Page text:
Photo courtesy of Commonwealth Healthcare Corporation
It is no stretch of the imagination to see why someone would want to work in Saipan. The picturesque island in the western Pacific offers its residents white sand beaches, lush jungles, and warm breezes.
What is a stretch, though, is discovering a colleague who attended the same small college nearly 6,700 miles away — and not just one, but two co-workers.
While at a work party, Hiesterman was chatting with Borge, an OB-GYN. As usual on an island filled with expats, the conversation turned to home and college days.
“I told him that I attended a small, private college in Minnesota right next to Fargo,” Hiesterman says. “He said, ‘me too,’ and my jaw dropped when he mentioned Concordia.”
It was a similar reaction when Borge met Lindquist, a new teammate on his outrigger paddle crew, and noticed something familiar on her hand. Borge took a closer look and discovered it was the famous Cobber ring.
“David and I instantly had so much to connect about,” Lindquist says.
Venturing to Saipan
Hiesterman joined the Commonwealth Health Center, the island chain’s only hospital, as a general surgeon after spending his life in the northwest and Upper Midwest.
“I wanted a change and some adventure,” he says. “When the chance to move and work in Saipan came up, it seemed like a great opportunity.”
Borge is no stranger to living overseas, having grown up in Madagascar with medical missionary parents. His volunteer work and career have taken him back to Madagascar and to Niger, Panama, Cambodia, Mexico, and Haiti. He considered working in New Zealand as a “retirement” adventure, but bureaucratic issues led him to Saipan instead.
For Lindquist, it was the beautiful beach photos that accompanied a job posting that captured her attention.
“I had to investigate more because it definitely seemed too good to be true,” she says. “My dream job is to be a travel NICU dietitian, so naturally when the Saipan opportunity arose, I couldn’t say no. It’s been such a perfect fit for me so far.”
Saipan provides ample adventure opportunities — snorkeling, jungle trekking, cliff diving, and exploring World War II historic sites to name a few. However, life on the tropical island is not always paradise.
“The work is challenging with a fairly sick population and few outside resources,” Borge says.
With a dependency on ocean freighters for most goods, sometimes certain foods and products run out before a new cargo ship arrives.
“We don’t have all of the equipment or products routinely used on the mainland. Despite this, we get the job done and provide the best care possible,” Hiesterman says. “We sometimes have to get creative and go beyond our comfort zones.”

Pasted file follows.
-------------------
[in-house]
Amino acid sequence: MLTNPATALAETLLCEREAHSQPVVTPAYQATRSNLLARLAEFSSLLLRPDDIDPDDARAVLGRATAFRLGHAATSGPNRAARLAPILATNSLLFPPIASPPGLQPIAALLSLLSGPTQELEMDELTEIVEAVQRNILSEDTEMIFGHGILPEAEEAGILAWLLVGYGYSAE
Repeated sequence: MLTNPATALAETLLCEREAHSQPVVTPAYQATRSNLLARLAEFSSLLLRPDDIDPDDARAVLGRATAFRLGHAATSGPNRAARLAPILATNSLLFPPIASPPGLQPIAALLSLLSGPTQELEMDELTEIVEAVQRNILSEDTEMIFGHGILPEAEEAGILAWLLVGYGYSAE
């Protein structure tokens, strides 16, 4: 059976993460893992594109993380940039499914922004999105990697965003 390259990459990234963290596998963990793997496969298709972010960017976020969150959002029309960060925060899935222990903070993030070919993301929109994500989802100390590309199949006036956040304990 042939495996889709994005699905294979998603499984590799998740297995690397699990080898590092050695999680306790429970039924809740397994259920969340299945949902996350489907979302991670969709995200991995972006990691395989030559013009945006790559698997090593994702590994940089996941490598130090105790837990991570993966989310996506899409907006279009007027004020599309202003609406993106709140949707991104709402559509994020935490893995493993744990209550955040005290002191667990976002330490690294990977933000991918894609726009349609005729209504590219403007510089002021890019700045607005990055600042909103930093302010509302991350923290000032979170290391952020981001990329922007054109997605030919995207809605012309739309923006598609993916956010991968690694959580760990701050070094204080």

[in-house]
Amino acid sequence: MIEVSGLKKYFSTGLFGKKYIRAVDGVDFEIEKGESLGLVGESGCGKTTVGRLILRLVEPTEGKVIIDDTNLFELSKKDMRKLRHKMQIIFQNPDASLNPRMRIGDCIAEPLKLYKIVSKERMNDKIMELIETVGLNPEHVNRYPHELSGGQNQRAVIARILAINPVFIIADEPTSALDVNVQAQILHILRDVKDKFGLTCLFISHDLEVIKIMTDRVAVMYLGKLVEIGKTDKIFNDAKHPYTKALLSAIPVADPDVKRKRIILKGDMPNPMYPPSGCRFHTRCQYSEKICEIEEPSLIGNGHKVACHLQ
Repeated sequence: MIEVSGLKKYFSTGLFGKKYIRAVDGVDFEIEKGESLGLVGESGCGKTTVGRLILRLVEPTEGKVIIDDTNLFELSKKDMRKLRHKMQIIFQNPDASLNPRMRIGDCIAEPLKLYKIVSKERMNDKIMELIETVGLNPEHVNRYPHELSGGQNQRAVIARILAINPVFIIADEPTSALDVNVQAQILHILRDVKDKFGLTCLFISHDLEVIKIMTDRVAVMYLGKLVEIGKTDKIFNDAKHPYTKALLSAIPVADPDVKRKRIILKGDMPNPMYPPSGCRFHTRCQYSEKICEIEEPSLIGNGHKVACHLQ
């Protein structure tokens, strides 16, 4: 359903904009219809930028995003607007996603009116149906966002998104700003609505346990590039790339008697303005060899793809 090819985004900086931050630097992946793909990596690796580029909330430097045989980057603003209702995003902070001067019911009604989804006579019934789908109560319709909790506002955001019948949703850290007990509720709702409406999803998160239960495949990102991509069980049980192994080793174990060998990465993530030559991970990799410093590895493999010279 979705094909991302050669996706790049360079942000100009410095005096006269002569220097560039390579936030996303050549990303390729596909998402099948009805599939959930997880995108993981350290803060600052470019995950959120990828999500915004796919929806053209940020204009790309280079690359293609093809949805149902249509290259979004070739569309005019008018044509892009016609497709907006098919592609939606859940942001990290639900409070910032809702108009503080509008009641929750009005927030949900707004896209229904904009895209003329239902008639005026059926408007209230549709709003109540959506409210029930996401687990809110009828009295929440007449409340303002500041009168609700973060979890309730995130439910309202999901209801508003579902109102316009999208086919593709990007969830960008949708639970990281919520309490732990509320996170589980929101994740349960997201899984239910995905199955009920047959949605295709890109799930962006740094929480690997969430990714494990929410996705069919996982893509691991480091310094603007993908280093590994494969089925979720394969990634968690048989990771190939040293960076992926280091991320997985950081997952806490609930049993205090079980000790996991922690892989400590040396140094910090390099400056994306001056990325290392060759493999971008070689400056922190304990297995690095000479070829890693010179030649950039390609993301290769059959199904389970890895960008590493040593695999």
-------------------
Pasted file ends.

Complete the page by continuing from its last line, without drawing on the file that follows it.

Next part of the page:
With Concordia’s mission to create globally engaged citizens, Hiesterman and Lindquist say their education played a large role in where they are today.
“I believe Concordia really encourages its students to take the world head-on and overcome hardships. With three Cobbers on this tiny island, it’s a testament to those values.” — Dr. Mark Hiesterman ’00
Lindquist says the values instilled at Concordia continue to guide her. She points to her work helping solidify a donor breast milk policy at the hospital and an effort that saved animals from being euthanized in a shelter as recent examples.
“Concordia taught me that it’s not only important to think critically and holistically about your environment but to take action to create and leave something sustainable in that environment,” she says.
Much of Borge’s career has focused on taking care of challenged socioeconomic populations, which he largely attributes to his upbringing. But he says semesters abroad, good professors, and the nurturing and accepting nature of Concordia provided him with the tools to care for others around the world.
Following Their Footsteps (in the sand)
“We all agree that finding three Cobbers on an island in the middle of the Pacific was so rare,” Borge says. “It had to be significant for some greater purpose.”
That purpose, they believe, is to inspire future Concordia graduates to think big and go beyond our borders.
“There is a tremendous need for all manner of care and all manner of adventure. The only limit is your imagination,” Borge says. “Going on medical (or other) missions will contribute to your growth as a human being and will provide for a better life for those you serve. Don’t wait — start now.”
Lindquist advises students to find their joy in all aspects of life.
“We are not guaranteed anything in this life, and the last thing you want is to find yourself regretting missed opportunities and connections,” she says. “Being authentic will make the biggest impact on yourself and others.”
Hiesterman echoes those sentiments and adds to not be afraid of the unknown.
“Sometimes the best experiences and memories come from the least expected places,” he says.
Editor’s note: A version of this story was originally published in the 2022 Concordia Magazine